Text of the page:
Mr. Buyer and Seller: What Does He Think?

By Jack Limpert

Want to know what a smart guy who helps rich people buy and sell newspapers and magazines thinks of the current media market? He’ll first tell you to ignore what most the writers and pundits are saying—what do they know about the numbers that matter? And he admits he’s talking some from instinct. But that, he says, is how big money can be made and he thinks the pessimism about print revenues has gone too far and John Henry, Jeff Bezos, and whoever buys the Tribune Company are likely to do better than expected.

First, Mr. Media Buyer and Seller says, because of all the pessimism about print ad revenues you can buy newspapers really cheap. John Henry paid next to nothing for the Boston Globe, and while Jeff Bezos paid $250 million for the Washington Post, that’s only half of the paper’s annual revenues.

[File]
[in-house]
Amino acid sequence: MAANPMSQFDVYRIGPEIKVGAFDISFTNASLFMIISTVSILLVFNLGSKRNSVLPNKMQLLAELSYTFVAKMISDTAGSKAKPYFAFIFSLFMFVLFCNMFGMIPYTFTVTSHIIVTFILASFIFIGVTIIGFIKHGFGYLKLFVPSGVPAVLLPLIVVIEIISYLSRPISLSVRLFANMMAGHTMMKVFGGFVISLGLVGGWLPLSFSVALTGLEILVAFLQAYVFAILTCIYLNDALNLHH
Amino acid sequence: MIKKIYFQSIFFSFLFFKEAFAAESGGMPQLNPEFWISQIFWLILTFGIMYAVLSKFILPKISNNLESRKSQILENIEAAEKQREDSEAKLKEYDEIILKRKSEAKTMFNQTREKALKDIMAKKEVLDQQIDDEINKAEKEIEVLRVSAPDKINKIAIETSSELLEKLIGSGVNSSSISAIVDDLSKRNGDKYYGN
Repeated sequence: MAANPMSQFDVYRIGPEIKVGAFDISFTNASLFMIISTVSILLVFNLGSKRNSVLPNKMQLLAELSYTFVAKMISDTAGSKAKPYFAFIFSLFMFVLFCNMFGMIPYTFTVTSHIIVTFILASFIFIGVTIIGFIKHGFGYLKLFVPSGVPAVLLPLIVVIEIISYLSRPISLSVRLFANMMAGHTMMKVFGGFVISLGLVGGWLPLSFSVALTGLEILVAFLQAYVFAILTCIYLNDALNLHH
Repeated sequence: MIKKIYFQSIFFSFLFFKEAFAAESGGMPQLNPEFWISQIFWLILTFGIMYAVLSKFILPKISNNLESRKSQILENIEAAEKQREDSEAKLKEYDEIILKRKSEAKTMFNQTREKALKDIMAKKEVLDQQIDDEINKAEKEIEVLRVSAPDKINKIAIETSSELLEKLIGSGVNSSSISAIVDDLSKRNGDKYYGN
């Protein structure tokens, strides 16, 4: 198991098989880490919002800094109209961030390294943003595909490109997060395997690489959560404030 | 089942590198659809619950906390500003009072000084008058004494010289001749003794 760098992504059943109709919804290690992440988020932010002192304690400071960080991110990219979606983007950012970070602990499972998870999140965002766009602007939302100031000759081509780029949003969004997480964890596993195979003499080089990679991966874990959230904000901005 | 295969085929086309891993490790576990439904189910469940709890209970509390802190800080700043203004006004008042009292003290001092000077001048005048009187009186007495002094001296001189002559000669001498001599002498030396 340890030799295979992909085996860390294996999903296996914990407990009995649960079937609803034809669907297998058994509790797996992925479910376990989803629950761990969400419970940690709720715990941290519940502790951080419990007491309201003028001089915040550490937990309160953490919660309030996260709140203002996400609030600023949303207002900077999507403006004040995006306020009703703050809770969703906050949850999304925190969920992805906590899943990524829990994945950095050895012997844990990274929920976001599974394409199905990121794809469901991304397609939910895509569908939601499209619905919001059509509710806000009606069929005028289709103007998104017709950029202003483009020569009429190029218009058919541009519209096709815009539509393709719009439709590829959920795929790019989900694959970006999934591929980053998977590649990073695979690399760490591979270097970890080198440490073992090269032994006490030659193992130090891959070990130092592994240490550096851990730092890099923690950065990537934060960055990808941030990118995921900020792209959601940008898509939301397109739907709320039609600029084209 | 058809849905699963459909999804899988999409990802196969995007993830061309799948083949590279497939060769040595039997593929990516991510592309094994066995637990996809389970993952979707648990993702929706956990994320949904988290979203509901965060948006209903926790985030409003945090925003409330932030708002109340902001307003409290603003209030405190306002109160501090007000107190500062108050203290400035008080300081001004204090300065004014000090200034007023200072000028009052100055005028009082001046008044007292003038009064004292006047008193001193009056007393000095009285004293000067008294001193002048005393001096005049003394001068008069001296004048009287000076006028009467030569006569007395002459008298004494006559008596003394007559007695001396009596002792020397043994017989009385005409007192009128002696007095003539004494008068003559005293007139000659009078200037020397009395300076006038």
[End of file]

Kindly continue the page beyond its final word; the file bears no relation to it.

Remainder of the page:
Second and most important, he sees a turnaround in print ad revenues. Yes, he says, the trend is still down but he says companies aren’t finding the web as effective a marketing tool as expected: “They’re not moving enough merchandise,”  he says, pointing out that people reading newspapers and magazines are more likely to buy than people surfing the web. And, he adds, the growth of mobile will be of no help in what he calls moving merchandise.

So he thinks print ad revenues are bottoming out and will soon start going up. That makes him more optimistic than people like Ken Doctor, the savvy analyst for the Nieman Journalism Lab,  who has posted a very good piece analyzing the sale of the Boston Globe and Washington Post.

Is Mr. Buyer and Seller right? His net worth is a lot higher than any journalist I know.




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